The College of Agriculture, Food and Natural Resources Biochemistry department and ABC Laboratories have come together to offer a hands-on industry internship program for undergraduates studying biochemistry. The program allows students to train and intern with ABC Laboratories over the summer.
There are currently four MU Biochemistry students enrolled in the program. Students were chosen in a competitive selection process by the department and ABC Laboratories. Alexandra Diller, Matt Mosior, Tao Wei and Keith Maestas were chosen to participate in the program for spring and summer 2014.
Christopher Lee, assistant teaching professor, biochemistry and instructor/leader of the collaboration, along with Brian Mooney, assistant research professor, Research Core Facilities, have been working to prepare the students for the transition on the MU side. Students in the program start training at ABC Laboratories halfway through the semester.
“The Biochemistry-ABC Laboratories internship is important on a number of levels,” Mooney said. “From an educational standpoint, it exposes the students to advanced instrumentation and their application to analyses of complex datasets. The importance of precision and accuracy, keeping good lab notebooks, and carefully following protocols, along with instrument calibration, were also emphasized during the course. From a career standpoint, it allows them to compare and contrast an academic research environment with a regulated industry environment and thus helps them contemplate career paths following graduation.”
The five-credit course is a learning experience combining the study, observation and employment with ABC Laboratories, located in Columbia, Mo. Students attend lecture and lab training throughout the spring semester to prepare for qualification to work at ABC Laboratories. The training includes a twice-a-week lecture and 10 hours a week of hands-on work in the labs. During the summer, students will complete 40-hour paid work weeks at ABC Laboratories. Students will be evaluated and expected to present a seminar to ABC Laboratories at the end of the program. After completing the internship program, students will be required to perform outreach to recruit students for the following year.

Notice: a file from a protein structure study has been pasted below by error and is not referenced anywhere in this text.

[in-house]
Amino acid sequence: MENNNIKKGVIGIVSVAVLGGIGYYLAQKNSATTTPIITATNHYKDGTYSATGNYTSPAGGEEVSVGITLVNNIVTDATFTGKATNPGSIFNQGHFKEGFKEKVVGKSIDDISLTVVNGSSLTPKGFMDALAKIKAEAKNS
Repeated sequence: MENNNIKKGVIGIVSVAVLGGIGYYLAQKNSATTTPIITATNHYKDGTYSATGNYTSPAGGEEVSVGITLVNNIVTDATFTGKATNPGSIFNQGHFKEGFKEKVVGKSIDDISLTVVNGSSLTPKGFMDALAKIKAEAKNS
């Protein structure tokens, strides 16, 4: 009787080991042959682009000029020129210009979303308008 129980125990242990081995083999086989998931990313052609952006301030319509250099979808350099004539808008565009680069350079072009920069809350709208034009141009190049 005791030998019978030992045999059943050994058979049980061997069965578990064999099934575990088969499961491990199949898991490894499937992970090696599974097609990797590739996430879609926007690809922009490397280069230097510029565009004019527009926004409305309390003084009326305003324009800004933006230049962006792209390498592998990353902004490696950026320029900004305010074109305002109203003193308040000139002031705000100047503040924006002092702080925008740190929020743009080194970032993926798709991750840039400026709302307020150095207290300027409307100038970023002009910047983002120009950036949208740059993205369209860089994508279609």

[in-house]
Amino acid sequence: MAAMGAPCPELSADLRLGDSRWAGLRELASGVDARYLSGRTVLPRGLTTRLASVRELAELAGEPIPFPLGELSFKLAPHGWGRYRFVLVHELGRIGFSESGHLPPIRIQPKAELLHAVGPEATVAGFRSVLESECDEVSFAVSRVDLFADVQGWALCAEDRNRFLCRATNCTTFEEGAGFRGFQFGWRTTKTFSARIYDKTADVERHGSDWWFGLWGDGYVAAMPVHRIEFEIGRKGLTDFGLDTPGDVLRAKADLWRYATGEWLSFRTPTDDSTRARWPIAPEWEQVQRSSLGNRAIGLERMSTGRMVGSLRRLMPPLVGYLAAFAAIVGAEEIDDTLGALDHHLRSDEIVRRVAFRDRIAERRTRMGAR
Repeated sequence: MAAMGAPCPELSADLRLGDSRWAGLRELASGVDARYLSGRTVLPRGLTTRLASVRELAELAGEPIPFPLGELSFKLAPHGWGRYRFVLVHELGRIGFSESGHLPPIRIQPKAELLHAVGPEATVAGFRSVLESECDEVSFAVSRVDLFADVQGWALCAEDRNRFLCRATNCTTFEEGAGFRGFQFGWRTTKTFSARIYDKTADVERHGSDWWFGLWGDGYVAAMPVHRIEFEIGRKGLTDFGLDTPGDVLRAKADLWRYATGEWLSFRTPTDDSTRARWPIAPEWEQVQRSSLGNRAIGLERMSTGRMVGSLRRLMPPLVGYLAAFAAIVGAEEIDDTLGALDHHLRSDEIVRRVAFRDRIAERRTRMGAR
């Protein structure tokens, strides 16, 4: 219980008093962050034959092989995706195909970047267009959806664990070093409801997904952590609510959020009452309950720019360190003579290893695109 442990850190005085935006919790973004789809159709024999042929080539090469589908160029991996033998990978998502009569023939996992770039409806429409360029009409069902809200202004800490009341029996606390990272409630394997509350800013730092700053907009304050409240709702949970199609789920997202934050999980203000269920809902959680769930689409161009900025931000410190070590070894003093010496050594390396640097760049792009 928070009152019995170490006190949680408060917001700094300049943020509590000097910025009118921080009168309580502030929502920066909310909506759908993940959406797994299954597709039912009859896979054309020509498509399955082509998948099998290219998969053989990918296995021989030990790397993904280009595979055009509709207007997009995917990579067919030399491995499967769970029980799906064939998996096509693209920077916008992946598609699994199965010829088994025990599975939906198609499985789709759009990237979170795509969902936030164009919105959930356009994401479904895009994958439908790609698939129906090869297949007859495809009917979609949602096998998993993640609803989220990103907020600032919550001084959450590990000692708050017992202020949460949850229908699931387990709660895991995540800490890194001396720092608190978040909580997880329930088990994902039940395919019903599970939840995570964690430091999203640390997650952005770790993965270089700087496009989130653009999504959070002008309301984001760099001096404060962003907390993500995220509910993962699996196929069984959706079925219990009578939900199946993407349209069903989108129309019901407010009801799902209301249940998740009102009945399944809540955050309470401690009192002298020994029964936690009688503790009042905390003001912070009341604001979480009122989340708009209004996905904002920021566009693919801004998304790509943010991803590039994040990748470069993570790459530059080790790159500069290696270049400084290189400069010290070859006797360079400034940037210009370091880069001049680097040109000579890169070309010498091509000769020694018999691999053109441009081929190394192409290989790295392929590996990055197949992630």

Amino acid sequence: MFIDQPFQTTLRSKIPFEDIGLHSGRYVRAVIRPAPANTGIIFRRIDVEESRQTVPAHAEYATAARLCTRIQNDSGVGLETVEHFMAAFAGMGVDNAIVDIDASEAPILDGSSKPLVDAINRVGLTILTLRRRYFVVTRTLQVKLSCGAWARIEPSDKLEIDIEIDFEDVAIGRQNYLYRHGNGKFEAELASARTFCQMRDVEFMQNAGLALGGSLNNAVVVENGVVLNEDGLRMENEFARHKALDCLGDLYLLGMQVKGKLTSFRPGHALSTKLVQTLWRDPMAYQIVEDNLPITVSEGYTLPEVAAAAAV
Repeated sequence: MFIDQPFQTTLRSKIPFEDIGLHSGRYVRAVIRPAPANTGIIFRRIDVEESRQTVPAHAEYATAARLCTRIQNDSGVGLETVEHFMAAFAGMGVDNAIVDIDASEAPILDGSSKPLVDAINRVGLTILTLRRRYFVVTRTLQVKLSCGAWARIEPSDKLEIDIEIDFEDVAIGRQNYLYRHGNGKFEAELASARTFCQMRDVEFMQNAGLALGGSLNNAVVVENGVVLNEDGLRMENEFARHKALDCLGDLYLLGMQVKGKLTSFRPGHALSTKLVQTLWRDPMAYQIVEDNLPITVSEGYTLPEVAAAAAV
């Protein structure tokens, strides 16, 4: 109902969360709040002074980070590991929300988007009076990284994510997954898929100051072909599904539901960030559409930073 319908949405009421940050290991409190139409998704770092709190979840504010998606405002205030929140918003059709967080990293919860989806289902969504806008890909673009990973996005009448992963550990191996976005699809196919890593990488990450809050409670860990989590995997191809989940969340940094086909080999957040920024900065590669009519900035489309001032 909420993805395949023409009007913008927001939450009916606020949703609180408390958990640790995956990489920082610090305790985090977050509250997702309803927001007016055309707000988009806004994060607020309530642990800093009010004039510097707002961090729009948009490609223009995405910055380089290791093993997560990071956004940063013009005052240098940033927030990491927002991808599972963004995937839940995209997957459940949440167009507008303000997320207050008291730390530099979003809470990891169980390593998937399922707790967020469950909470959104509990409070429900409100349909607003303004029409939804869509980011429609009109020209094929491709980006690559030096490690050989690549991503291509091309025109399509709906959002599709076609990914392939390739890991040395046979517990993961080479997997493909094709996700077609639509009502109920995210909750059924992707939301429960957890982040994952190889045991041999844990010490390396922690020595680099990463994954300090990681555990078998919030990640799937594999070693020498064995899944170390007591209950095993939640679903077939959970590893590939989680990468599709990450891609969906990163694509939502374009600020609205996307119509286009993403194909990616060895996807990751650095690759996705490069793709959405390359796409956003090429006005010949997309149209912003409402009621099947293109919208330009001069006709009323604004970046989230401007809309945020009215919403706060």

“This class/internship has been an incredible opportunity for me,” Maestas said. “As a senior getting ready to enter the ‘real world’ there is a lot of uncertainty and uneasiness in trying to get a job. Due to the high regulations and intensive training it’s hard to get any industry experience before graduation. Dr. Lee has set this up so that we very smoothly transition from performing familiar lab work and lectures in a class setting on campus to working on site and getting trained as a professional.”
The idea for the collaboration began last May, when both the Biochemistry department and ABC Laboratories showed interest in coming together to create a program. Because of the nature of the work and regulatory environment at ABC Laboratories, it generally takes all employees 3-6 months of training to be qualified to work in labs. This time requirement made internships for students almost impossible. With this program, students will be able to gain hands-on industry experience.
“This collaboration is important because an undergraduate student studying biochemistry isn’t always prepared for the industry upon graduation,” Lee said. “This will prepare students that want to work in the field after graduation. This program can also lead to a full-time job with ABC Laboratories for the students after the internship is completed.”
ABC Laboratories delivers a broad array of product development and analytical testing services to the pharmaceutical, biotech, animal health, crop protection, consumer products and chemical industries. Their mission is to become a trusted extension of their client’s product development teams, helping them meet the global demand for safer, more effective products.
ABC President and CEO, John Bucksath, said that the program is one way the growing company can cultivate the next wave of ABC employees. “So many students pursuing an education in life sciences think of academia or medicine as their only career paths,” he said. “In fact, there is a tremendous demand for scientific brainpower in private industry.”